Ukraine's counteroffensive has begun, with an apparent push aimed at breaking Russia's land bridge to occupied Crimea.
Ukraine at D+470: Ukraine's counteroffensive has begun.
Media consensus is that Ukraine opened its general counteroffensive yesterday, with artillery preparation and armored attacks at various points along the front in Eastern Ukraine. "Ukrainian officials had said they would not make an official announcement once the counteroffensive begins. But four members of the armed forces confirmed to The Washington Post that a significant attack had been launched."
A principal axis of advance, according to the Telegraph, is south of Zaporizhzhia, along a line that runs from Orikhiv to Tokmak, and thence to the Sea of Azov. If successful, the attack would sever Russia's land bridge to occupied Crimea. Russian defenses in the area are thought to be well-prepared, and Russian resistance so far is said to have been stiff; indeed, Russia's Ministry of Defense claimed victory before the assaults were fairly underway. The Ukrainian armor committed so far includes, Bloomberg reports, German Leopard-2 main battle tanks and US M-2 Bradley Infantry Fighting Vehicles.
Implications of the destruction of Nova Kakhovka.
The destruction of the Nova Kakhovka dam, while an ecological and humanitarian disaster, is thought unlikely to have a significant operational impact on the Ukrainian counteroffensive. The Guardian's analysis thinks the destruction of Nova Kakhovka is evidence of how far Russia is willing to go with brinksmanship in its conduct of the war. "Blowing up the dam is one of the most reckless things Vladimir Putin’s forces could do, short of using a nuclear weapon," the paper writes. "A willingness to recklessly endanger civilian lives, sweep away Russia’s own forces and damage farming systems vital to global security – for whatever reason – may add to western concerns that a cornered Russia could go even further in future."
Ukrainian intelligence services offer evidence of Russian responsibility for the collapse of the Nova Kakhovka dam.
Russia has claimed that Ukrainian shelling or bombing damaged Nova Kakhovka. The AP overflew the site with a drone this week, however, and reports seeing no damage that would be consistent with Moscow's story. This would offer some confirmation of other reports that the dam, which was and remains under Russian control, was mined internally by the occupiers. Seismic evidence captured by regional sensor lines points to a single explosion at 2:45 AM local time early Tuesday. That too is consistent with the detonation of an internal demolition charge.
The Security Service of Ukraine (SBU) early today posted a minute and a half of audio to its Telegram channel which the SBU says is an intercepted Russian call that acknowledges Russian responsibility for the destruction. Reuters quotes a translated version of the call as acknowledging both Russian responsibility and poor execution. "They (the Ukrainians) didn't strike it. That was our sabotage group," said one of the interlocutors, whom the SBU identified as a Russian soldier. "They wanted to, like, scare (people) with that dam. It didn't go according to plan, and (they did) more than what they planned for." While reports of an army's activities from a hostile intelligence service should be treated with caution, the admixture of brutality and ineptitude the caller described has characterized the Russian operational style throughout the special military operation.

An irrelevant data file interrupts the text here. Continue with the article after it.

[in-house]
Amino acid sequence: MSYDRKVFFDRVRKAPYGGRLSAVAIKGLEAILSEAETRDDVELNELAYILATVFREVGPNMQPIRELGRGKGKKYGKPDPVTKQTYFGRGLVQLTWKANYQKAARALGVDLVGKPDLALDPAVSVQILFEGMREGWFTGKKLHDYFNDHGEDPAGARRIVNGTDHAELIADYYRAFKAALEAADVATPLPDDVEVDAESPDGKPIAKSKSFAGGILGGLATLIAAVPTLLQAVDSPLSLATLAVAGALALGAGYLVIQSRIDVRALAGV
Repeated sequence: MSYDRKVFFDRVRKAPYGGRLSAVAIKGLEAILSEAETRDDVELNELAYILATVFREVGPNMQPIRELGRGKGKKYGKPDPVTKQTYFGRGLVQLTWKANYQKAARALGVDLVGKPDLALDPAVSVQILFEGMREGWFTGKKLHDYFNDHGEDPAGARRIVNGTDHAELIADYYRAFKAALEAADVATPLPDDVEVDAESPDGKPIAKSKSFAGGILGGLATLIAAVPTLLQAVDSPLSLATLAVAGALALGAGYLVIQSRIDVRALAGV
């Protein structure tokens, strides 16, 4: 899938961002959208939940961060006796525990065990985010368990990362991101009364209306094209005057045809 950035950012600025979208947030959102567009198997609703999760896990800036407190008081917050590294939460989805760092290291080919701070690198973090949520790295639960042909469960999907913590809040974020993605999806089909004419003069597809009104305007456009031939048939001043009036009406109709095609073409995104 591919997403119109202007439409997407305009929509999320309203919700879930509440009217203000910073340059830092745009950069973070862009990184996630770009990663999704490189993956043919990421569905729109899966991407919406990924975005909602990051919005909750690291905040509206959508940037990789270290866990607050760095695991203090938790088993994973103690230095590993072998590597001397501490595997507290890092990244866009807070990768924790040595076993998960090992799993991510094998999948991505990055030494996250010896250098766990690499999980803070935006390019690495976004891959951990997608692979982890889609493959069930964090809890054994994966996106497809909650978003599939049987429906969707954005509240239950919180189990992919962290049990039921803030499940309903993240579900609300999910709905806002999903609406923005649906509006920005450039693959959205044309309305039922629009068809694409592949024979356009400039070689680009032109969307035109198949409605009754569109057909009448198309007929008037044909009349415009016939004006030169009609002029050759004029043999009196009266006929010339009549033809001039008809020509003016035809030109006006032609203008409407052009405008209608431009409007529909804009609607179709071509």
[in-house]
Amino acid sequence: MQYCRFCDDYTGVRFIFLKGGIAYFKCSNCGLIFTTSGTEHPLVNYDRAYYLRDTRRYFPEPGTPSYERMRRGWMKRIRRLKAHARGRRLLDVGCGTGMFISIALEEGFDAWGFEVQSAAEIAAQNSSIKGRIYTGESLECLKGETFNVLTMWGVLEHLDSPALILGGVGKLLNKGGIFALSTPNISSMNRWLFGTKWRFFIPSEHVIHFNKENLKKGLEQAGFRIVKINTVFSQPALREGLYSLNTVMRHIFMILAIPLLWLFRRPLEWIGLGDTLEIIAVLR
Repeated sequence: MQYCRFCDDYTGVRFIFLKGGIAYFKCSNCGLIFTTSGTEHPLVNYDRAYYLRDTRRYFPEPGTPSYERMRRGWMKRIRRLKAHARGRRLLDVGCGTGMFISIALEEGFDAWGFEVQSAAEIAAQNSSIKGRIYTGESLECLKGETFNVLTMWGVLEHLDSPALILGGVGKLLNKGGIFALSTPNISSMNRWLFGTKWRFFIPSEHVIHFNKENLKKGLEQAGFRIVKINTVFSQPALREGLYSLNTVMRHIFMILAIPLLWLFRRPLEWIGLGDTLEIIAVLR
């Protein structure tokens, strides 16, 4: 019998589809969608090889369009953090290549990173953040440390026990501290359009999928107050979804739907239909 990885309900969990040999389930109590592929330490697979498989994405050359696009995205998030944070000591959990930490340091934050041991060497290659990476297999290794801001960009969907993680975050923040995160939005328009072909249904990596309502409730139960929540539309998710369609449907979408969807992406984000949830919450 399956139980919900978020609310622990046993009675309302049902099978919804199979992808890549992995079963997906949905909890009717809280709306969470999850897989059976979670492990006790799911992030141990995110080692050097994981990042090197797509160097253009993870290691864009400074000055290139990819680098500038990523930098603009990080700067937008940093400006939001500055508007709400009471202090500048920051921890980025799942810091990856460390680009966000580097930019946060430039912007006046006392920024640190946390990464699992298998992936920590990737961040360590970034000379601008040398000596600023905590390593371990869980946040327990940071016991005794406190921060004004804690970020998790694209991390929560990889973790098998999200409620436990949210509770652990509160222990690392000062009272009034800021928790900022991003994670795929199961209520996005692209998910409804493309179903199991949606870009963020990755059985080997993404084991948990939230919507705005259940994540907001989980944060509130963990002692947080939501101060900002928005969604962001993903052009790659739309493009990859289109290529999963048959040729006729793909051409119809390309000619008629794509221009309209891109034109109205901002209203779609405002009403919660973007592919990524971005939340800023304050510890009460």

Black Sea grain shipments remain at risk.
"The Black Sea Grain Initiative (BSGI) was extended by 60 days on 17 May 2023," the UK's Ministry of Defence observed this morning. "However, Russia almost certainly continues to hinder grain exports by deliberately slowing inspections and actively blocking some vessels. Currently, only one or two ships are being inspected per day, compared with six to eight in Autumn 2022. Russia is likely attempting to force concessions on the re-opening of the Togliatti-Odesa pipeline, which exports ammonia from Russia through Ukraine, via Odesa. To complicate the situation, in recent days, the pipeline was damaged and is not currently operational. There is likely to be further Russian rhetoric and obstruction of the BSGI in the weeks prior to the next extension deadline of 16 July 2023."
US delivers Ukraine Starlink connectivity and air defense systems.
A $2 billion US aid package for Ukraine expected to be announced today will concentrate on providing air defense systems, Bloomberg reports. The grant, part of the Ukraine Security Assistance Initiative, will provide HAWK air defense launchers as well as the Patriot Advanced Capability Missile-3 (Pac-3) and the Guidance Enhanced Missile (GEM-T). The GEM-T is a complement to the PAC-3, and is designed for use against a full range of aerial threats, including tactical ballistic missiles, cruise missiles, and aircraft.
The US Department of Defense is also buying Starlink connectivity to bolster the resilience of Ukraine's communications. Citing concerns about operational security, the Department has declined to provide details of the Starlink support.
Asylum Ambuscade engages in both crime and espionage.
Proofpoint last year announced its discovery of Asylum Ambuscade's activities against organizations providing aid to Ukrainian refugees and against European governments generally sympathetic to Ukraine's cause, and that it was primarily an espionage group. ESET's assessment, however, is that Asylum Ambuscade is originally and primarily a criminal group. The espionage in this case now appears to be a side hustle.
DDoS attack on Swiss parliament's website.
Switzerland's parliament came under distributed denial-of-service (DDoS) attack Wednesday and Thursday of this week, Netzwoche reports. There's no clear attribution, but the attack followed an announcement that Ukrainian President Zelenskyy would address the Swiss lawmakers in a virtual conference next week.